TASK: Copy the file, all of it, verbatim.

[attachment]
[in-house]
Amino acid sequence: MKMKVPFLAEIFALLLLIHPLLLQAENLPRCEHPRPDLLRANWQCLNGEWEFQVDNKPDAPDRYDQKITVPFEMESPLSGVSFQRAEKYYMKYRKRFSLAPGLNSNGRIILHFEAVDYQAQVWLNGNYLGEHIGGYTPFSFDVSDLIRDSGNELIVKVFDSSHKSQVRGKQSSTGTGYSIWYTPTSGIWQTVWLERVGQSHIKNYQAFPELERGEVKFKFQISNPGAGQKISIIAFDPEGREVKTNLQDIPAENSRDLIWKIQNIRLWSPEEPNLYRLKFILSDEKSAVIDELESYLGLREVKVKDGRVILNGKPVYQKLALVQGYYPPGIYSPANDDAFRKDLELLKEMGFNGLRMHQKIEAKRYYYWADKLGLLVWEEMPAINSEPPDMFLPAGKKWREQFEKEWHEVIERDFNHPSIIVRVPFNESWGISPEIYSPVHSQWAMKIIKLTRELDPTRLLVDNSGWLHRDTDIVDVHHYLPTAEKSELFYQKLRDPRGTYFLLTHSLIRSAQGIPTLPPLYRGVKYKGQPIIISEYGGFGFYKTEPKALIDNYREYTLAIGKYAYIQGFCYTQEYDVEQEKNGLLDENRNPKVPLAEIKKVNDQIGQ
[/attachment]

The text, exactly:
[in-house]
Amino acid sequence: MKMKVPFLAEIFALLLLIHPLLLQAENLPRCEHPRPDLLRANWQCLNGEWEFQVDNKPDAPDRYDQKITVPFEMESPLSGVSFQRAEKYYMKYRKRFSLAPGLNSNGRIILHFEAVDYQAQVWLNGNYLGEHIGGYTPFSFDVSDLIRDSGNELIVKVFDSSHKSQVRGKQSSTGTGYSIWYTPTSGIWQTVWLERVGQSHIKNYQAFPELERGEVKFKFQISNPGAGQKISIIAFDPEGREVKTNLQDIPAENSRDLIWKIQNIRLWSPEEPNLYRLKFILSDEKSAVIDELESYLGLREVKVKDGRVILNGKPVYQKLALVQGYYPPGIYSPANDDAFRKDLELLKEMGFNGLRMHQKIEAKRYYYWADKLGLLVWEEMPAINSEPPDMFLPAGKKWREQFEKEWHEVIERDFNHPSIIVRVPFNESWGISPEIYSPVHSQWAMKIIKLTRELDPTRLLVDNSGWLHRDTDIVDVHHYLPTAEKSELFYQKLRDPRGTYFLLTHSLIRSAQGIPTLPPLYRGVKYKGQPIIISEYGGFGFYKTEPKALIDNYREYTLAIGKYAYIQGFCYTQEYDVEQEKNGLLDENRNPKVPLAEIKKVNDQIGQ